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Yazaman al-Khadim

From Wikipedia, the free encyclopedia

Yazaman or Yazman, surnamed al-Khadim ("the eunuch") (died 23 October 891) was governor of Tarsus for the Abbasids and chief military leader in the Muslim borderlands with the Byzantine Empire in Cilicia (the ath-thughur ash-Shamiya) from 882 to his death in 891. He is celebrated for his raids against the Byzantines.[1]

Life

Yazaman appears for the first time in September/October 882. At the time he was a servant (mawla) of al-Fath ibn Khaqan, and was attacked and imprisoned by the governor of the Cilician borderlands, Khalaf al-Farghani, who had been appointed by Ahmad ibn Tulun, the autonomous ruler of Egypt and Syria. Yazaman was freed by the local people, who then rose up and rejected Tulunid rule, appointing Yazaman as their leader instead and returning to Abbasid allegiance. Ibn Tulun then marched on Tarsus, but the inhabitants opened the sluice gates and flooded the plain around the city, forcing Ibn Tulun to return to Damascus without achieving anything.[2][3]

In 883, Yazaman faced a large Byzantine army sent against Tarsus, under the command of the Domestic of the Schools, Kesta Stypeiotes. Yazaman attacked the Byzantine camp at Bab Qalamyah, some 12 km from Tarsus, during the night of 11 September, catching the Byzantines by surprise. The Byzantine forces scattered, Stypeiotes and the strategoi of Anatolikon and Cappadocia were killed, and much booty was captured.[1][4] Yazaman led a major naval raid soon thereafter against the fortress of Euripos (Chalkis), comprising 30 large ships (of the type called koumbaria in Greek), but it was beaten off with great loss by the local governor of Hellas, Oineiates.[1] The historian al-Tabari records that Yazaman also led a land raid in January/February 886 up to al-Maskanin (unidentified), and returned to Tarsus with no casualties but with much booty and captives.[5][6] Probably in the summer of the same year, he also led a naval raid that captured four Byzantine ships.[5][7]

Despite his earlier opposition to them, in 890 Yazaman swore allegiance to the Tulunids, under Ibn Tulun's son Khumarawayh.[2][8] On 4 October 891, a Tulunid officer, Ahmad ibn Tughan al-Ujayfi, arrived at Tarsus. Together with him, Yazaman led another raid against Byzantine territories. The Muslims laid siege to the Byzantine fortress of Salandu, but on 22 October Yazaman was wounded by a stone thrown by a catapult. This caused the Muslims to break off the siege, and he died on the next day on the way back. His troops carried him to Tarsus, and buried him at the "Gate of Jihad".[9][10] He was succeeded by Ahmad ibn Tughan al-Ujayfi.[2] Tarsus remained under Tulunid control until 897, when it was recovered by the Abbasids.[1]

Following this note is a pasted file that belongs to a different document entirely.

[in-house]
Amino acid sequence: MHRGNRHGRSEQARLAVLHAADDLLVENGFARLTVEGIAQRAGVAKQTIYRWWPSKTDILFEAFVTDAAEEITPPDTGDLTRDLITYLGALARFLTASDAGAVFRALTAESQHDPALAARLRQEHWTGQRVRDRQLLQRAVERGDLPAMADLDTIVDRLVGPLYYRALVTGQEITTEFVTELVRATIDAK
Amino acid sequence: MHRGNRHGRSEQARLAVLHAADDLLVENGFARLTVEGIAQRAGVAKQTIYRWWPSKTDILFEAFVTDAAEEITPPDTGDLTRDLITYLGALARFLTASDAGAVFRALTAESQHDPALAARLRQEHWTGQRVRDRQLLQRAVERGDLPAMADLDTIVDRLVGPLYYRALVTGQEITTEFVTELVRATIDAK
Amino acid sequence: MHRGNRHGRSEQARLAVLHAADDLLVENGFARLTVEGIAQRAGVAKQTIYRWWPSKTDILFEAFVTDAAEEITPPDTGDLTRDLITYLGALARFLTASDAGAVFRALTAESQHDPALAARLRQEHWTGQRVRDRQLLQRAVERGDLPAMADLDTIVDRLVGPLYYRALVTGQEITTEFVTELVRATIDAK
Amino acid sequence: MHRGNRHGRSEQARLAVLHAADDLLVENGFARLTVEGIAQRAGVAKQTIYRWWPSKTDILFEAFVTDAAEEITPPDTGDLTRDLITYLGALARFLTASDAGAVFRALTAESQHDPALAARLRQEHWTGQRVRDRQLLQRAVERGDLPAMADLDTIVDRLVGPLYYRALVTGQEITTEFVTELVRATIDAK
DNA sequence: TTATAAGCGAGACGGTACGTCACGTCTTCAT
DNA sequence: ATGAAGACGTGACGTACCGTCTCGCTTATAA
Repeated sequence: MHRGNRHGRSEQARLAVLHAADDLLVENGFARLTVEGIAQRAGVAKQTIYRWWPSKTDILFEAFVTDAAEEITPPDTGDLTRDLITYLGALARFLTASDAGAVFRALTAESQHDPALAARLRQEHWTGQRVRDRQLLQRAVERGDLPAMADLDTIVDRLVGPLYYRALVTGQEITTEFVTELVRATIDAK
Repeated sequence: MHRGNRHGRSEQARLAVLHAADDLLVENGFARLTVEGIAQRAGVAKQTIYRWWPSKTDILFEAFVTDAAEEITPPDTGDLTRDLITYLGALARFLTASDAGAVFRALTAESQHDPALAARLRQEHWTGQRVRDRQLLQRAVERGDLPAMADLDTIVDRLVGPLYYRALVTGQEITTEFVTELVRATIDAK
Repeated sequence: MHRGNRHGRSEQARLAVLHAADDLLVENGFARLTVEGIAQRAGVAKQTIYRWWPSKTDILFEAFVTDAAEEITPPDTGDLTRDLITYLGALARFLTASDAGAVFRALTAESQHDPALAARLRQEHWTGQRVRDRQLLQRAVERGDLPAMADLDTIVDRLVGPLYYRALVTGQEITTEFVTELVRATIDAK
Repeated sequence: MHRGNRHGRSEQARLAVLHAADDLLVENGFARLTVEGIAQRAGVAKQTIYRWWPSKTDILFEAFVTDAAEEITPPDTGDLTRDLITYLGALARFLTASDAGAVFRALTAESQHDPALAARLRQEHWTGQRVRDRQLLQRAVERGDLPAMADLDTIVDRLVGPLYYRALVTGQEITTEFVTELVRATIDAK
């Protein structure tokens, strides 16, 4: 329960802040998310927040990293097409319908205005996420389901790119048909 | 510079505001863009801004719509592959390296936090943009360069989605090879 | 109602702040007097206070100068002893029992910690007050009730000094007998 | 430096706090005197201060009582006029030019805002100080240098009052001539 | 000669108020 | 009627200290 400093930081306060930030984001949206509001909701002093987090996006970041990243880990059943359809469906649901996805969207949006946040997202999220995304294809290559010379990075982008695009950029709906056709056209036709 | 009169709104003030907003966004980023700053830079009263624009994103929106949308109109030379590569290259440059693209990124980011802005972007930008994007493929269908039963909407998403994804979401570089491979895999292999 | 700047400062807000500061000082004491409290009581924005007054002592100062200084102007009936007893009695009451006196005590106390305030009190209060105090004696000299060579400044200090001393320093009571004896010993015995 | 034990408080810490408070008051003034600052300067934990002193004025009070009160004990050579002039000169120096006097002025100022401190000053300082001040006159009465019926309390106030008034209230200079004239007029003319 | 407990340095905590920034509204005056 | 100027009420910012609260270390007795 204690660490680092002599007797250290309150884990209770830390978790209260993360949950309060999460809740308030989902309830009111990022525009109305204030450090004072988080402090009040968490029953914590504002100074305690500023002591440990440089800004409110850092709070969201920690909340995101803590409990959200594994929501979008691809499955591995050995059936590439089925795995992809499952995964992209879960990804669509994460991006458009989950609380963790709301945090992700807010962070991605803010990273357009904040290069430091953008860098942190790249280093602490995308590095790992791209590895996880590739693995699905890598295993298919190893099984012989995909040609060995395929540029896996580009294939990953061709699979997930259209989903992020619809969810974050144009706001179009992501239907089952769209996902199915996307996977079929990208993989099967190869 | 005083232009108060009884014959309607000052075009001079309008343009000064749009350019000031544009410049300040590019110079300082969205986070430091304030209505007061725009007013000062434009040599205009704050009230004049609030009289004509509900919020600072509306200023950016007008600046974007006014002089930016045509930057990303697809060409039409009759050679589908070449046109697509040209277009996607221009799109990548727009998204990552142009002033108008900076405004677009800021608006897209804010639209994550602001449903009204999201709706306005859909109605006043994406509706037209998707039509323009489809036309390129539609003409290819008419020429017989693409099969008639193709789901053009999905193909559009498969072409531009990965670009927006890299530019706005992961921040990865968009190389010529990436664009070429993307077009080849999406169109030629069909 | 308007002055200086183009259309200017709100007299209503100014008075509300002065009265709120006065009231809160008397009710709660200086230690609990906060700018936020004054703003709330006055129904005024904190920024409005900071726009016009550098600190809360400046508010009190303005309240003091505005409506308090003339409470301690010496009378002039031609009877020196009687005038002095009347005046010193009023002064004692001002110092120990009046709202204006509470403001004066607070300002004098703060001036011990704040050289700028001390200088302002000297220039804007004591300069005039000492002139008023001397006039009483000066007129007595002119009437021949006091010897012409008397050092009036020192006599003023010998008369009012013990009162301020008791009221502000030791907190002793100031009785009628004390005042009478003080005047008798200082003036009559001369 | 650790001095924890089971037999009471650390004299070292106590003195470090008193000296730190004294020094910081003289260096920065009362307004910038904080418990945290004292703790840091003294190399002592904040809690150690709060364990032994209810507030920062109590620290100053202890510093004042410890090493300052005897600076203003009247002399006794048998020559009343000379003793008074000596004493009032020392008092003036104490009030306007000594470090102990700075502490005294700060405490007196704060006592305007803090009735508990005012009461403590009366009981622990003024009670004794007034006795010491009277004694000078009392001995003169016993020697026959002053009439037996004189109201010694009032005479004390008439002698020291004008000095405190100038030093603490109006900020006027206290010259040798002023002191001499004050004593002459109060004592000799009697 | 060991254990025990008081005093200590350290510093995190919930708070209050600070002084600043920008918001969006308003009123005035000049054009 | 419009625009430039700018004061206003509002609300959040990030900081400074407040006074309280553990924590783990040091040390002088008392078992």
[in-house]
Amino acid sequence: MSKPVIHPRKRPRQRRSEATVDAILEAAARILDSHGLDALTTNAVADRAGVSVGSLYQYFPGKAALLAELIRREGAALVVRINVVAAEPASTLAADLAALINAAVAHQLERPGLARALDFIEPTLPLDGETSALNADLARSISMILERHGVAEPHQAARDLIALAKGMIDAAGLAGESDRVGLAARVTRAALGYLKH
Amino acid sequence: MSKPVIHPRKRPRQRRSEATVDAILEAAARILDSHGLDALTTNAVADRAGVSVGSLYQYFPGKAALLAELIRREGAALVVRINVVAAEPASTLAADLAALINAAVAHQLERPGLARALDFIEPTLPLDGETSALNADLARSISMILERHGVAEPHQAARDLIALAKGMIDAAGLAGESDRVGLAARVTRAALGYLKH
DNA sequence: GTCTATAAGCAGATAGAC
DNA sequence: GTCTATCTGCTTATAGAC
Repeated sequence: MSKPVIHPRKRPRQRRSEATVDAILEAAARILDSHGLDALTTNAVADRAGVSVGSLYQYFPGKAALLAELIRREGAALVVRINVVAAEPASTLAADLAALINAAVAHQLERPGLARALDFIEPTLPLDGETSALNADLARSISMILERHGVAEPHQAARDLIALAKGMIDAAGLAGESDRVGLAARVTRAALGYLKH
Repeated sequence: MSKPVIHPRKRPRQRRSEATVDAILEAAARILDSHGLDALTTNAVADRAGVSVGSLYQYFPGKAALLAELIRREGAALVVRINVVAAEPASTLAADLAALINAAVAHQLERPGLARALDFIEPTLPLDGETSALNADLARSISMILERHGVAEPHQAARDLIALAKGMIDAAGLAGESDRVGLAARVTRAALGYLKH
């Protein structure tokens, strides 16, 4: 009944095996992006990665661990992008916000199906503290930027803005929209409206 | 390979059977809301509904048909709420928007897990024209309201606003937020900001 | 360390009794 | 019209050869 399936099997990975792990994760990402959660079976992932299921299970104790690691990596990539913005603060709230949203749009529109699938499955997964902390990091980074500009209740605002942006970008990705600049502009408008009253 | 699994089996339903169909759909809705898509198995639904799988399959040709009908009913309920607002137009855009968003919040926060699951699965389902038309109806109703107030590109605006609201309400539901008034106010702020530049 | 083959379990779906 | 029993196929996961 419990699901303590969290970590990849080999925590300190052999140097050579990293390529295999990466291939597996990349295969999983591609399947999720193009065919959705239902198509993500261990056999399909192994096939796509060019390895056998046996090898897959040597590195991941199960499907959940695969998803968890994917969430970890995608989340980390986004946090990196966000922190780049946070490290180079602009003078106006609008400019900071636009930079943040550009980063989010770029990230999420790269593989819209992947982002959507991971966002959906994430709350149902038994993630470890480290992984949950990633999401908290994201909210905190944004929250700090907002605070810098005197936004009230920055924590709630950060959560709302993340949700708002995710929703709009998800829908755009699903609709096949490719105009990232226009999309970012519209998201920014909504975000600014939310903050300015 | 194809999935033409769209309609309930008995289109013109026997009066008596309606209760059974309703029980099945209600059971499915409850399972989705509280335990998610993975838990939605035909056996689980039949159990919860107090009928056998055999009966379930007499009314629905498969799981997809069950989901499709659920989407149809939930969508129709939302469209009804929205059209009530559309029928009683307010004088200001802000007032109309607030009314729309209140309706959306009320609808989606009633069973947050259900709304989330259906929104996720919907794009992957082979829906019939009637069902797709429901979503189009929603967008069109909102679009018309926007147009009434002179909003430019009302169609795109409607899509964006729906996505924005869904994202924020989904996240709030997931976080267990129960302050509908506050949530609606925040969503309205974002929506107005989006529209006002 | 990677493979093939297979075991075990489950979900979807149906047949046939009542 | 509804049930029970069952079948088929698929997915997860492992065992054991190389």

Yazaman's death was a keenly felt loss for the Muslims, who considered him as one of their most valiant champions, alongside Umar al-Aqta and Ali al-Armani. The Arab sources report that the mariners under his command were renowned for their boldness.[11] According to the 10th-century account of al-Mas'udi (The Meadows of Gold, VIII, 74–75) a Greek convert to Islam reported to him that Yazaman was among the ten illustrious Muslims whose portraits were displayed in some Byzantine churches in recognition of their valour.[12]

References

  1. ^ a b c d Pryor & Jeffreys 2006, p. 62.
  2. ^ a b c Stern 1960, pp. 219–220 (note 20).
  3. ^ Fields 1987, pp. 81–82.
  4. ^ Fields 1987, pp. 143–144.
  5. ^ a b Vasiliev 1968, p. 121.
  6. ^ Fields 1987, p. 152.
  7. ^ Fields 1987, p. 157.
  8. ^ Fields 1987, p. 162.
  9. ^ Fields 1987, p. 175.
  10. ^ Vasiliev 1968, p. 122.
  11. ^ Vasiliev 1968, pp. 122–123.
  12. ^ Vasiliev 1968, p. 123.

Sources

  • Pryor, John H.; Jeffreys, Elizabeth M. (2006). The Age of the ΔΡΟΜΩΝ: The Byzantine Navy ca. 500–1204. Leiden, The Netherlands and Boston, Massachusetts: Brill Academic Publishers. ISBN 978-90-04-15197-0.
  • Fields, Philip M., ed. (1987). The History of al-Ṭabarī, Volume 37: The ʿAbbāsid Recovery: The War Against the Zanj Ends, A.D. 879–893/A.H. 266–279. SUNY Series in Near Eastern Studies. Albany, New York: State University of New York Press. ISBN 978-0-88706-054-0.
  • Stern, S. M. (1960). "The Coins of Thamal and of Other Governors of Tarsus". Journal of the American Oriental Society. 80 (3): 217–225. doi:10.2307/596170. JSTOR 596170.
  • Vasiliev, A. A. (1968). Byzance et les Arabes, Tome II, 1ére partie: Les relations politiques de Byzance et des Arabes à L'époque de la dynastie macédonienne (867–959) (in French). French ed.: Henri Grégoire, Marius Canard. Brussels: Éditions de l'Institut de Philologie et d'Histoire Orientales.
Preceded by
Khalaf al-Farghani
Governor of Tarsus
after 890 for the Tulunids
October 882 – October 891
Succeeded by
Ahmad ibn Tughan al-Ujayfi
This page was last edited on 24 June 2019, at 02:31
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